Last month we ordered the Speckled Sussex chicks for arrival in April; the Cornish Rock crosses didn’t get ordered until last week.   They are due to arrive in early May, and will be butchered in early July; S-4 will be in NM, but the rest of us can process 30 meat chickens, especially if someone gets creative and makes a picker.  S-1 has told us how he made his, and his success with it, and picking is the time-consuming part of chicken butchering.

   The hope is that the Sussex will reproduce unassisted, as they are supposed to do.  Their press agents say they are good mamas, and the two goals we have for the chicken yard this year are: that they be rotated behind the cows and forage more of their feed, as well as spreading manure (the cows’ and their own) on the pasture; and, that they should begin doing what animal life does — producing offspring after their own kind.  It shouldn’t be necessary for farmers to buy their chicks from a hatchery every year, and we’re out to beat the game.  Expect updates.

   Spreading manure is what the girls and I did this afternoon.  The sliding manger is a great invention; the hay and manure of this winter lie in big circles on the pasture, and we went out with the hayrakes we use when we put up loose hay, to spread any hay that is lying too thick for the grass underneath to grow through.  It was very satisfying work, even though tiring, because with every motion I felt I was taking a material step in the improvement of the pasture.  There was one area where for some reason the manger was left for a couple of weeks without being moved, and the heavy mat of hay and manure there gave us a glimpse of just how compacted and impenetrable the buildup can be around a manger.  An hour spent forking the wet, dirty hay over as large an area as we could sling it leaves us with stiff shoulders and an increased determination to use the sliding manger again next winter.

   We began supplying the bees with sugar water a couple of weeks ago, when they were out flying and we knew of nothing that could possibly be blossoming yet.  They left it untouched for about a week, but now they are guzzling it every warm day, and we are into our second batch of syrup, mixed up at the rate of five pound per gallon of water.  There is activity around three of the four hives, the fourth being one that we split out last summer, but weren’t sure was strong enough when fall came to make it through the winter.  Bees are still largely a gamble for us; as Shawn says, they haven’t made it to the top of the list yet.  Still, they are climbing higher, and we haven’t bought bees in years, which proves we are succeeding in raising and keeping bees.  We just don’t always remember to harvest honey.  This year we put it  on the calendar.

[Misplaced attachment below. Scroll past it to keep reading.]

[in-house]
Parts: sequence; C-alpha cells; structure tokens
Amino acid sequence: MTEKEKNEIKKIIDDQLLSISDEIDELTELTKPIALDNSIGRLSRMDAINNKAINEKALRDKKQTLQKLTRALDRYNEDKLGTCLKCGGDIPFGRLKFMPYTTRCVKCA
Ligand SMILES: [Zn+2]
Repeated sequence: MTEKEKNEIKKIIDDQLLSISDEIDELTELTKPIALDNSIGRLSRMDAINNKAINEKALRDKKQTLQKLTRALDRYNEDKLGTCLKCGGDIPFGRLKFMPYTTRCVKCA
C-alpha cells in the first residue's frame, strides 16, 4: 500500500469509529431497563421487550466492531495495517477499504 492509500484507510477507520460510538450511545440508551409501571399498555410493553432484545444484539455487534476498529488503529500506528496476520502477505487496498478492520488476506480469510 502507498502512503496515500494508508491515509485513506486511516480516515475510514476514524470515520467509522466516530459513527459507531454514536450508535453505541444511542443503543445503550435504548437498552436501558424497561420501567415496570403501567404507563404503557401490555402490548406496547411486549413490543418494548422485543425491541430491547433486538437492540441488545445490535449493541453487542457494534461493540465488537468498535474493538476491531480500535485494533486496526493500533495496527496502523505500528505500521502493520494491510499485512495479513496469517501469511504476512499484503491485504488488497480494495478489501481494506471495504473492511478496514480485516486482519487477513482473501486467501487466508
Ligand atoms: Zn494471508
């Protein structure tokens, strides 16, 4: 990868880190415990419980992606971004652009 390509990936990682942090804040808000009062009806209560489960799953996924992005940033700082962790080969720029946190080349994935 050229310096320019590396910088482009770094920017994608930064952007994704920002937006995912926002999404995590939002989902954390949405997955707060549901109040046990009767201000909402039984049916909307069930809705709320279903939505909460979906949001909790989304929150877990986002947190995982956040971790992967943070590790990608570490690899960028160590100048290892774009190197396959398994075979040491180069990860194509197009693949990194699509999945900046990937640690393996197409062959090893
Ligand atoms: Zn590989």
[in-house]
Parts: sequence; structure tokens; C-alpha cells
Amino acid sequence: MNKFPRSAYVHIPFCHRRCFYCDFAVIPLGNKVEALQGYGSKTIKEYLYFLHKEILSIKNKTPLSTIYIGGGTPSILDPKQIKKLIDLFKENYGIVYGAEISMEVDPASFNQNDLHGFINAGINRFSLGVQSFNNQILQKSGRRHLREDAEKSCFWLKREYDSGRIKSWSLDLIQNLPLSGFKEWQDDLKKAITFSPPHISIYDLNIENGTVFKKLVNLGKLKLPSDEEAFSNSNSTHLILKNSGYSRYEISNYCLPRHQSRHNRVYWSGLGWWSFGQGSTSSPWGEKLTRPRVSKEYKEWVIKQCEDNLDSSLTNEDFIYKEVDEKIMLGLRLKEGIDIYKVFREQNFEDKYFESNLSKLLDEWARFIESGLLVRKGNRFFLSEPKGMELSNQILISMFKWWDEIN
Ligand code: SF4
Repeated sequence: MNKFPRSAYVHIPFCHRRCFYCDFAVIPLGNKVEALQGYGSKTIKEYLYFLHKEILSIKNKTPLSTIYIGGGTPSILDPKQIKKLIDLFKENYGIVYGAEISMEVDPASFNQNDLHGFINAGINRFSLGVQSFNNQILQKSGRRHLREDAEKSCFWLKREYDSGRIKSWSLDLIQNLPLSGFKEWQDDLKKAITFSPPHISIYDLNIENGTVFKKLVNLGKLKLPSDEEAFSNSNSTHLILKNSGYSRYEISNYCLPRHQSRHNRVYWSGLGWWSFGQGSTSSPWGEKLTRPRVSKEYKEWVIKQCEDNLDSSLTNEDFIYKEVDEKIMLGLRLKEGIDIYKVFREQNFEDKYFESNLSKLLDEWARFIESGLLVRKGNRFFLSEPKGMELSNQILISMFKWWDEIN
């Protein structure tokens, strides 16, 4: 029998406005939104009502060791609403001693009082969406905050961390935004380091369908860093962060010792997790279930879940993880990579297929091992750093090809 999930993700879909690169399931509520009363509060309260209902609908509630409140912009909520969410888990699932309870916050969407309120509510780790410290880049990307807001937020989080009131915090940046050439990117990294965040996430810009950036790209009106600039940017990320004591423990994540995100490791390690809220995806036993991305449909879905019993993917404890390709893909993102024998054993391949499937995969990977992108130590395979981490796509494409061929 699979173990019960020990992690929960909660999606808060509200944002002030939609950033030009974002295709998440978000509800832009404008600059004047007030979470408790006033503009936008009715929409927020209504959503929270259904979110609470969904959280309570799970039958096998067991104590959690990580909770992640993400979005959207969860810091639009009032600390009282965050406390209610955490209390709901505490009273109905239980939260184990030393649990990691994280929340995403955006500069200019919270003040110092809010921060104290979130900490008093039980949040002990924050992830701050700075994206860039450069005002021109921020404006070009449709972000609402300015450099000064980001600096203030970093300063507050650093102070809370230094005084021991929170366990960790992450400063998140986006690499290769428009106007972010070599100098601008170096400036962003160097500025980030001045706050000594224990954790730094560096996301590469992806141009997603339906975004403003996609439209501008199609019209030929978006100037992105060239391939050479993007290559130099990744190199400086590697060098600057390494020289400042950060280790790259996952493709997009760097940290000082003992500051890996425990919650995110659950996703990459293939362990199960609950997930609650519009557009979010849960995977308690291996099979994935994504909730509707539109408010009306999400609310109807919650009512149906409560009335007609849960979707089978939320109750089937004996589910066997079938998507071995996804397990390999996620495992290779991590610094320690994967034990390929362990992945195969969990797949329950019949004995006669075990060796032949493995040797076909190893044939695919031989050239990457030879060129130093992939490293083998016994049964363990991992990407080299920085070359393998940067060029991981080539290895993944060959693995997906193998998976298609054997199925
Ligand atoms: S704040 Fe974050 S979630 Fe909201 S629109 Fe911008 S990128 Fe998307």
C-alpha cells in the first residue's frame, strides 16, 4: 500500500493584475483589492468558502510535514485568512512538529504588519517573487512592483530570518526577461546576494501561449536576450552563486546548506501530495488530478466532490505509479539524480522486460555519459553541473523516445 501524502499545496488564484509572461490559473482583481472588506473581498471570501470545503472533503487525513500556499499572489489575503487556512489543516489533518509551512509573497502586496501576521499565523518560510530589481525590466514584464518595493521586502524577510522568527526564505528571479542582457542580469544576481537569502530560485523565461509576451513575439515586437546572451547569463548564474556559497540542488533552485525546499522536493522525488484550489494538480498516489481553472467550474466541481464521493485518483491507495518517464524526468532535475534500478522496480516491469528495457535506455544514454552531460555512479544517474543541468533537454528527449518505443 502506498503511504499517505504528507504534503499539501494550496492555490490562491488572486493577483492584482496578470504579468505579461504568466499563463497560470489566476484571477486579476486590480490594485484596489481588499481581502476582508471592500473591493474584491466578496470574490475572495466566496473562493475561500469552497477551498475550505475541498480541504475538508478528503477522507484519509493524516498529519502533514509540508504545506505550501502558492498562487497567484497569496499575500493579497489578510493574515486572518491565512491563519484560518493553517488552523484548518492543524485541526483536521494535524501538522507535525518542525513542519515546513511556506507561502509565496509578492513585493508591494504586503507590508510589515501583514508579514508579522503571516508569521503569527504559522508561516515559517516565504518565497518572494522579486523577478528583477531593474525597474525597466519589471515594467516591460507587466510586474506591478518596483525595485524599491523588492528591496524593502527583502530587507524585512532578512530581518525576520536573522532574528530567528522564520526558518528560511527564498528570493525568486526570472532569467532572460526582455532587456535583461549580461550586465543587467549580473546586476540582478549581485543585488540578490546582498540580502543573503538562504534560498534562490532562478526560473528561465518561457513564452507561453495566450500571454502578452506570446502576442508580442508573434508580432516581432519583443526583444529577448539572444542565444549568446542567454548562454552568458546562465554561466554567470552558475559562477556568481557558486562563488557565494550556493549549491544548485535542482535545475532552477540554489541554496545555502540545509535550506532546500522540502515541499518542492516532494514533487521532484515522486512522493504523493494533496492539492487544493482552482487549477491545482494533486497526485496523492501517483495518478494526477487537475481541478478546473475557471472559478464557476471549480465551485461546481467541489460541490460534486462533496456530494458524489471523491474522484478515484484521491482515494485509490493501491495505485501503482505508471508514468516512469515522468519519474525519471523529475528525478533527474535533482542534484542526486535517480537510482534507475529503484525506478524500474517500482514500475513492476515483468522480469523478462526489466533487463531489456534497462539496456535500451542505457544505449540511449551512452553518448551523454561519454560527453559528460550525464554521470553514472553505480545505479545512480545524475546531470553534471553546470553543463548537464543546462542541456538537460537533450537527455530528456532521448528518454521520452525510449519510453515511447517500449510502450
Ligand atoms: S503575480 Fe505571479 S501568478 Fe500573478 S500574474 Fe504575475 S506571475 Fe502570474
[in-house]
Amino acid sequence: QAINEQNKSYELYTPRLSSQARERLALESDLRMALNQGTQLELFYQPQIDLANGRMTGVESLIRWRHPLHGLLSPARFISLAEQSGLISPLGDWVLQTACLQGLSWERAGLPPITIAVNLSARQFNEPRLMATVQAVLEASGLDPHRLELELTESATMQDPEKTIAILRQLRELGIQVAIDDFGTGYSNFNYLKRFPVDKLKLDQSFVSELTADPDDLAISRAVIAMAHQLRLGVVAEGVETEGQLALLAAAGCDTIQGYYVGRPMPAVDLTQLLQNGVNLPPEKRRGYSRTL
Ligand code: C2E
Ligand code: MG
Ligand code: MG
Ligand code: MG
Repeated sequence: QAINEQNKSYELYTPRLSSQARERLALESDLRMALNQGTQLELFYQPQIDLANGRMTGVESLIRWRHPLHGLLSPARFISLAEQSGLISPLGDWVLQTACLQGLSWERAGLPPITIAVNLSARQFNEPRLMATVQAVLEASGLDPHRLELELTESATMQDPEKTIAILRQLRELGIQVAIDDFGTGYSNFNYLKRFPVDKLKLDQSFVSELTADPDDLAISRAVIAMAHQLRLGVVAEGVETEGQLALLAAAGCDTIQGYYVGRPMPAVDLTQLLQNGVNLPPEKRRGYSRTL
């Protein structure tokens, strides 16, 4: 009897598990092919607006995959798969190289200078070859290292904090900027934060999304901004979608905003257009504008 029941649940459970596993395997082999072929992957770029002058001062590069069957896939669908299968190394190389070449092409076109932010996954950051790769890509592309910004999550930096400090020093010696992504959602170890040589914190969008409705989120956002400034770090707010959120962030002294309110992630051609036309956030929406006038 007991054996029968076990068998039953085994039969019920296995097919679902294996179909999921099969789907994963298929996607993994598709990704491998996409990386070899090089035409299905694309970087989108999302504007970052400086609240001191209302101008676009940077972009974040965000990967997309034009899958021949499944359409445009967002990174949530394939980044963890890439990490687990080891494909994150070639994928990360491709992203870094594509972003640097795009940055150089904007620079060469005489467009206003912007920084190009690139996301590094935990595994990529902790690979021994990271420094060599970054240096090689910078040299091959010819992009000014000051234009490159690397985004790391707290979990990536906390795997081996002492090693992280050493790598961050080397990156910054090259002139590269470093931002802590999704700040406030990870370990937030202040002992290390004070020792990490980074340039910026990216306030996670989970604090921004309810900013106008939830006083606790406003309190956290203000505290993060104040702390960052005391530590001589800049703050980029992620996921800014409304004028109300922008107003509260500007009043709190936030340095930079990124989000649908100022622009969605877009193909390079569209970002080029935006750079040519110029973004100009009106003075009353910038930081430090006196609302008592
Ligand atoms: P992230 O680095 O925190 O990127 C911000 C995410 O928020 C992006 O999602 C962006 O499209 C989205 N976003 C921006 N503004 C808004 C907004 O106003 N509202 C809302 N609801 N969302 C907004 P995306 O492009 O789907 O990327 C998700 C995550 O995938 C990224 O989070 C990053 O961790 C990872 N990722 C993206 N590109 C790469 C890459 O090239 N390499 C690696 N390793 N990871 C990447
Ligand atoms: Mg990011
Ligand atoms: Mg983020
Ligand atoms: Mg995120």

The garden is mostly turned and raked, all but the half bed where the sage and shasta daisies I started last year are waiting for me to transplant them to permanent spots; and the asparagus bed, which got a good blanket of composted manure last fall, and won’t be touched until the spears are up and I can see where everything is.  That bed is really only about half full, and the seedlings I coddled last summer, if they come up this year, need to be moved to fill in the gaps in the garden.

   The hoop house is recovering from the depradations of the cats, who found a bolt-hole and held high jinks in there, pulling down the row covers and even chewing many of the lettuce plants.  We open it on warm days, and the girls have planted more buttercrunch in there, where it should get the jump on the lettuce planted outside the house.  Spinach, beets, and carrots have also gone in, in an outside bed, as well as some white clover and rye covers, but the peas are waiting for Saturday, when we will have a garden seminar, and demonstrate some basics in gardening for interestedparties.  Not to run out of things to do, I’ve left the peas for then, and I’ll set them to soak on Friday night to increase the speed of germination.

   Isabel is up to three and a half gallons a day after her fit of indisposition.  Life can return to normal, but we have had our warning; she is aging, and some day we will have to deal with that fact.  We picked up the Farm and Dairy on Saturday, and we are watching out for a bred heifer.

   Shawn and the boys have put in the three posts for the north end of the barn addition, and the beam to carry the joists.  The wooden members are enormous, and look as though they could weather a tornado.  More would have been accomplished if Isabel’s little spell hadn’t diverted our week.